This column was originally published on RealMoney on March 7 at 2:02 p.m. EST. It's being republished as a bonus for TheStreet.com readers.Things aren't what they seem for Medimmune ( MEDI). The biotech giant notched more than $1.2 billion in sales in 2005, but, according to consensus estimates, trades at a price of 90 times 2006 earnings. Continuously bearish calls on the stock have argued that, no matter how you analyze Medimmune, the stock is too expensive to justify. But an earnings multiple is far too simplistic to fairly evaluate this opportunity. Most of Medimmune's revenue is generated from Synagis, its lead product for prevention of respiratory syncytial virus (RSV) in premature babies. However, most of the company's earnings power is hidden by continued investment to the tune of $100 million to $150 million per year on its proprietary influenza vaccine, Flumist, and its next-generation cousin, CAIV-T. While many argue the company should end these unprofitable programs, management is committed to maximizing the value of the flu-vaccine franchise. Finally, an undercovered aspect of Medimmune's prospects is the company's rather deep pipeline of early-stage vaccine programs. So while the bears harp on the earnings multiple, those investors who view the company in toto should see that Medimmune carries a very attractive value considering the opportunities that lie ahead.
The FoundationThe RSV franchise is the cornerstone of Medimmune's value and generates substantial amounts of cash. What's more, its profitability will increase when Medimmune's co-promotion agreement with Abbott Laboratories ( ABT) expires later this year. Its next-generation RSV drug, Numax, could increase profitability further, and prospects for a 2008 launch of Numax look good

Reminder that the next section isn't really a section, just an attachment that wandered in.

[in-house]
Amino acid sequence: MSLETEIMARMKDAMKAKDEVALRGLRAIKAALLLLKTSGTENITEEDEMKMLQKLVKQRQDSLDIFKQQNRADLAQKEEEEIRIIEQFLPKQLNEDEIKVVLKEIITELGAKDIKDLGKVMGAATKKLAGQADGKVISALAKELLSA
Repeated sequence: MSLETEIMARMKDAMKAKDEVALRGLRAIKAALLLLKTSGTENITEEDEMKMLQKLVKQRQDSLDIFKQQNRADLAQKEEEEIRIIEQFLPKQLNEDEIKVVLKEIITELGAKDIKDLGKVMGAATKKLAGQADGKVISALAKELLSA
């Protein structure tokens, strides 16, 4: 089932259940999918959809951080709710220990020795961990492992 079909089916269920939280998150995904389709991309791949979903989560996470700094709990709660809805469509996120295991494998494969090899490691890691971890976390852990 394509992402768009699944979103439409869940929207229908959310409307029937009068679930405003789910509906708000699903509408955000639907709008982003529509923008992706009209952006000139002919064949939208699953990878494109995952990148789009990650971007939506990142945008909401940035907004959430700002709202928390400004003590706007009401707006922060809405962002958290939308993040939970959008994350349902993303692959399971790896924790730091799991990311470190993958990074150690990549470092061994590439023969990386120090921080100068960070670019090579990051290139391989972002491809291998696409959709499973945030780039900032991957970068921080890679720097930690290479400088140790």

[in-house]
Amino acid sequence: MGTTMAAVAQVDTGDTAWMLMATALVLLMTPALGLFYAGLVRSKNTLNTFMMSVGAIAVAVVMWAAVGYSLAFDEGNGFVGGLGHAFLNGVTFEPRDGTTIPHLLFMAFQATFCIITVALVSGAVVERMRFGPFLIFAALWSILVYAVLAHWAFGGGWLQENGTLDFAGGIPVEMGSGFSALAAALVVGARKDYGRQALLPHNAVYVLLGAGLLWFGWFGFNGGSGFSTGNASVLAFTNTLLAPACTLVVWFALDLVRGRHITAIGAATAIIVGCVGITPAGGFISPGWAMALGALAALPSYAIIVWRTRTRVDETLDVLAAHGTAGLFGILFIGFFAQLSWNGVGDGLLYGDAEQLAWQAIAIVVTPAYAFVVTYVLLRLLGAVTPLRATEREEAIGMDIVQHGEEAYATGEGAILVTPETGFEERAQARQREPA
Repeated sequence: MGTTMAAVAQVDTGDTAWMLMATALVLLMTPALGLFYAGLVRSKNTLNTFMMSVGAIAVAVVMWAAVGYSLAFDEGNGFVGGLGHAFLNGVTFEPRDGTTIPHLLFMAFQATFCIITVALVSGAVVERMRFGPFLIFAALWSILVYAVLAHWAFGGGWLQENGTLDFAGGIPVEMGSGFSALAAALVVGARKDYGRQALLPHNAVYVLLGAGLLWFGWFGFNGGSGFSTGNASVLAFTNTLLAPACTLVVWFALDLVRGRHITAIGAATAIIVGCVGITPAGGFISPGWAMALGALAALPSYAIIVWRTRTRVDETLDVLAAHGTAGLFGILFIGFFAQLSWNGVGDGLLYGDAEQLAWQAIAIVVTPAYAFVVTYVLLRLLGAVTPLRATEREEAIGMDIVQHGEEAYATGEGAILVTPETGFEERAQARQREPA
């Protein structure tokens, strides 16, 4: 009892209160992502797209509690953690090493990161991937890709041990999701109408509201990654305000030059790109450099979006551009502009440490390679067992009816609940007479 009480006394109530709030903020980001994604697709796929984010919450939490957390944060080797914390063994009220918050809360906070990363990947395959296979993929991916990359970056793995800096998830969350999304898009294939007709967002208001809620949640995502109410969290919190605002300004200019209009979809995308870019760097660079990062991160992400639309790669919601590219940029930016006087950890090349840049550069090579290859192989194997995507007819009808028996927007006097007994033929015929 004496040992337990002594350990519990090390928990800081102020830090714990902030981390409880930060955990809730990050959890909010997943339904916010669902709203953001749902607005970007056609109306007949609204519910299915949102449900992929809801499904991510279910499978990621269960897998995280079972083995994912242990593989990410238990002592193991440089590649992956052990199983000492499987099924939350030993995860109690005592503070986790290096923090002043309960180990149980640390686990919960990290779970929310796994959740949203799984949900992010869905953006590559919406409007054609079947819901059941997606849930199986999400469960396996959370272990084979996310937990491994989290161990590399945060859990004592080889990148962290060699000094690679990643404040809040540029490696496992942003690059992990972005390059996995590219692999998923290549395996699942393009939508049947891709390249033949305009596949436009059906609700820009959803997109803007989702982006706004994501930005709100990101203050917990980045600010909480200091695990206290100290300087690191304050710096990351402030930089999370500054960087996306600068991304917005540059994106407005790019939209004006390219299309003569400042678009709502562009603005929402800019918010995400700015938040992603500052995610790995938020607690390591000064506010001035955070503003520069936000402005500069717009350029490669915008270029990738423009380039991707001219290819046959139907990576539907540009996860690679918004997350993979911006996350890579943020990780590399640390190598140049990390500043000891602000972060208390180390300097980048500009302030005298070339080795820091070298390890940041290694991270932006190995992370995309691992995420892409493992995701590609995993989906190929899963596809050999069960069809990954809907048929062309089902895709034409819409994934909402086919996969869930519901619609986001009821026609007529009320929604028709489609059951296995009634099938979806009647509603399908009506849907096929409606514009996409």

Flu Vaccine OptionMedimmune purchased Flumist through its Aviron acquisition in early 2002. It proved to be a costly error. Flumist was launched in 2003 and is the only flu vaccine deliverable as an intranasal spray, which makes it ideal for young children. But the product was burdened with a restrictive label that covers only healthy patients aged 5 to 49, a group that receives the minority of flu vaccines every year. Making matters worse, the product was vastly overpriced, at roughly $60 per dose, and required deep-freezer storage, which most physicians' offices are unequipped to handle. It was a complete failure by any measure.
Deep Vaccine Franchise and Reasonable ValueThere is more to Medimmune than mathematical gymnastics on its largest two franchises. The company has a deep pipeline of mostly early-stage vaccine candidates, including a pandemic flu vaccine. Later this year, the FDA is expected to approve Gardasil, Merck's ( MRK) human papillomavirus (HPV) vaccine, for prevention of HPV in females, which is a known cause of cervical cancer. Medimmune will receive royalties on both Gardasil and GlaxoSmithKline's ( GSK) HPV vaccine, which could total $100 million annually.
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